Being a teacher makes our core values become visible. All the small (and bigger) choices we make in the classroom talk about our beliefs of good learning and teaching: how we place our students, what kind of questions we ask, what is valued in our class, etc., and they all also contribute to our students’ perception of education. Improving learning and teaching becomes easier when we empower every teacher with the knowledge of choices.
Taking time to think HOW exactly YOU want to teach makes all your choices become more conscious. It is easier to choose wisely when you have better understanding about the consequences of your choices. Walking the talk of making well-informed choices is important for everyone who wants to teach. Fortunately choosing is a skill that grows with use, just like language fluency.
The same principles apply to our students: they need to have opportunities to practice choosing in an emotionally safe learning environment. The first step is to make students aware that there is a choice. So, how exactly do we help our students to make wise choices? This thinking process led me to write the book "Choosing How to Teach and Teaching How to Choose".
Independent and autonomous students are also the most successful ones. This happens because these students have strong executive function skills, good control over their own learning processes, and they also use several different learning strategies. This has been shown in several studies (see below).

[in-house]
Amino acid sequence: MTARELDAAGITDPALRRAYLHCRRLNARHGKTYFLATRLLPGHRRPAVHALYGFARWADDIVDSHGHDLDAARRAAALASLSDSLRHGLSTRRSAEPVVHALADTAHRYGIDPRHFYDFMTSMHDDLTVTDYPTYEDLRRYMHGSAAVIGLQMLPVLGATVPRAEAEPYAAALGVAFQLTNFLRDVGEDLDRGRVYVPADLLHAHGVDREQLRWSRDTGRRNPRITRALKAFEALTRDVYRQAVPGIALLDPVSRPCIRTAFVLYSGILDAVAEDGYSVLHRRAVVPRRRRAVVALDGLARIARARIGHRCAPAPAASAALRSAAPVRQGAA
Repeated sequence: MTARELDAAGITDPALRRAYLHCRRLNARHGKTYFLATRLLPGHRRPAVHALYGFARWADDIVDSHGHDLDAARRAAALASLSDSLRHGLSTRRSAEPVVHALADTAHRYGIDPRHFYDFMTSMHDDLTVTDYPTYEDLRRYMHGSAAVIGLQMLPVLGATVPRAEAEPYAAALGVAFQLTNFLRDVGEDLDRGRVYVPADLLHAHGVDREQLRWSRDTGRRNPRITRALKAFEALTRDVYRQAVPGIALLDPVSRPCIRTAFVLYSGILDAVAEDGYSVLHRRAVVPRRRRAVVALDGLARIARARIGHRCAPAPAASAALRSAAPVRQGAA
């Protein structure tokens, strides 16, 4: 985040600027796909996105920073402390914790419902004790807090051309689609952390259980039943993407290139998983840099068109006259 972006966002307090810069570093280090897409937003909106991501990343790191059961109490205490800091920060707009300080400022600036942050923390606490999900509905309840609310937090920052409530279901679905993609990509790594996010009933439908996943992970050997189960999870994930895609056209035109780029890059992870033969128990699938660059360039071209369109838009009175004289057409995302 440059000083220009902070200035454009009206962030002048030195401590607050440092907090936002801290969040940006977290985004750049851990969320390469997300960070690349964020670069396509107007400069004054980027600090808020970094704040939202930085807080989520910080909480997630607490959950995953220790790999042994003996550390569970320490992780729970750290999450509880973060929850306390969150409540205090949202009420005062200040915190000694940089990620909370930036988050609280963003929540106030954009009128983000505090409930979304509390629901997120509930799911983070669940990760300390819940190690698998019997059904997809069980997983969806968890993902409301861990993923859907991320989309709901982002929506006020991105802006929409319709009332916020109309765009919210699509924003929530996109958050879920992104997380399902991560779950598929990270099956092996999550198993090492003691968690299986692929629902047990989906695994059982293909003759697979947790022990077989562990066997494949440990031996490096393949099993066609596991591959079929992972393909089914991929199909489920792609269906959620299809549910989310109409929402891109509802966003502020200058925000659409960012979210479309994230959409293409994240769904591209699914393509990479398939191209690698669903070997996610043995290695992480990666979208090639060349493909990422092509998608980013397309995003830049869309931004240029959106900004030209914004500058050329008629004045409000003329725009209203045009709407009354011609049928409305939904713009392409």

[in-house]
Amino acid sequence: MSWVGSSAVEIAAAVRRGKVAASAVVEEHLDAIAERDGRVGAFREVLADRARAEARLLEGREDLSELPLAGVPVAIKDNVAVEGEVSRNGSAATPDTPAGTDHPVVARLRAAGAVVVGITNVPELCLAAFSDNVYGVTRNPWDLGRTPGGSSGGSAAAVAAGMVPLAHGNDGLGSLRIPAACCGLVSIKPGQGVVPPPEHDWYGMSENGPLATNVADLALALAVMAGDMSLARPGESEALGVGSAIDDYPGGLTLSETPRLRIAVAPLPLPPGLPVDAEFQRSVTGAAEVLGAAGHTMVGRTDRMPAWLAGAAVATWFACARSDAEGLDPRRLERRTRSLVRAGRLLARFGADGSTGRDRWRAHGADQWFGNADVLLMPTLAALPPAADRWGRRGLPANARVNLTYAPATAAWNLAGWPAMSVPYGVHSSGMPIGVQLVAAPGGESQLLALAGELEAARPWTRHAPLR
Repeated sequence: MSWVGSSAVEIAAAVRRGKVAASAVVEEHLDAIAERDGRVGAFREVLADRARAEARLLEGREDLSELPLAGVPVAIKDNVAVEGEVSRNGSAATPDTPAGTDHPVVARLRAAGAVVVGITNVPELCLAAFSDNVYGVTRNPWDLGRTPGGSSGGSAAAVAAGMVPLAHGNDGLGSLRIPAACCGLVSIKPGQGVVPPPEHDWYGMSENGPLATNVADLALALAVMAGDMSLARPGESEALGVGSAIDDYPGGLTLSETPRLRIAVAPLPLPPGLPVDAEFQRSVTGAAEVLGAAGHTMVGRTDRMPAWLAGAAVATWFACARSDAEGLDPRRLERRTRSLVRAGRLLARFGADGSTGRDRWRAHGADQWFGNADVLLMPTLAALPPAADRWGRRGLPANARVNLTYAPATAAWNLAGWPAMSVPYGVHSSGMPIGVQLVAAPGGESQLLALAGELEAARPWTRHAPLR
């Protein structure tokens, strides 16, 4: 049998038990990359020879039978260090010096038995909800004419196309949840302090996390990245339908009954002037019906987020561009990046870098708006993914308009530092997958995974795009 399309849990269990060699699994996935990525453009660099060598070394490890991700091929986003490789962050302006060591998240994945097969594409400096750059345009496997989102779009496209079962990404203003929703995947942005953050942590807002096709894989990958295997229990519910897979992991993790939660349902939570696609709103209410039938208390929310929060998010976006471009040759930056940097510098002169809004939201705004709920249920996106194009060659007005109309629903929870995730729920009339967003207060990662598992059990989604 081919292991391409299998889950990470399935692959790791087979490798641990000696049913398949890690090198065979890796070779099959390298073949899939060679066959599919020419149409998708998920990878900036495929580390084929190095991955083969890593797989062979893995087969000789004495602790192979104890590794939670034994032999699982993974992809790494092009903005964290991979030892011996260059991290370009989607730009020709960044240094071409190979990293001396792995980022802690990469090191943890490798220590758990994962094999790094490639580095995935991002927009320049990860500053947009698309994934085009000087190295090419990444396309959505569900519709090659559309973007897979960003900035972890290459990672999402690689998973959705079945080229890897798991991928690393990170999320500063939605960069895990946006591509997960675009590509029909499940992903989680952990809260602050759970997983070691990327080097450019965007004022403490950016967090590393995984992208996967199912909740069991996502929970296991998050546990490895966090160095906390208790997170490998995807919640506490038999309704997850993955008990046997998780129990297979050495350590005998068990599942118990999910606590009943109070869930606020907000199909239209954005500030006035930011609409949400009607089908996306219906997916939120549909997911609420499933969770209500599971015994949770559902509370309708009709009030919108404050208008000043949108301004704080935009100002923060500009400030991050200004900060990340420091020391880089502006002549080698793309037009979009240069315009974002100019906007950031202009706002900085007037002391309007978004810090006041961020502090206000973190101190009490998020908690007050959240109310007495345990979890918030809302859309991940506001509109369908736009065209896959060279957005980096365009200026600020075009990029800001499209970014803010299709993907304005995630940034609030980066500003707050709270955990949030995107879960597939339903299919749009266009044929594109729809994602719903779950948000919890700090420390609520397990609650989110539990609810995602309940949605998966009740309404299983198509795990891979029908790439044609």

Guiding all students towards being self-sufficient and having more successful learning experiences can be done if we let go of some unnecessary control and start providing more choices in the daily classroom situations.
Please note that I am not talking about students running wild in the class. The best environment to improve learning and practice choosing is where we can allow students to make mistakes without penalties. This of course means having informal and non-punitive assessment and self-evaluation systems in place. Student accountability is built on the foundation of their autonomy. How could you be accountable for something you cannot control?
How can you help students practice choosing and become more independent in their learning?
Bergsmann, E. M., Lüftenegger, M., Jöstl, G., Schober, B., & Spiel, C. (2013). The role of classroom structure in fostering students' school functioning: A comprehensive and application-oriented approach. Learning and Individual Differences.
Martin, A. J. (2008). Enhancing student motivation and engagement: The effects of a multidimensional intervention. Contemporary Educational Psychology, 33(2), 239-269.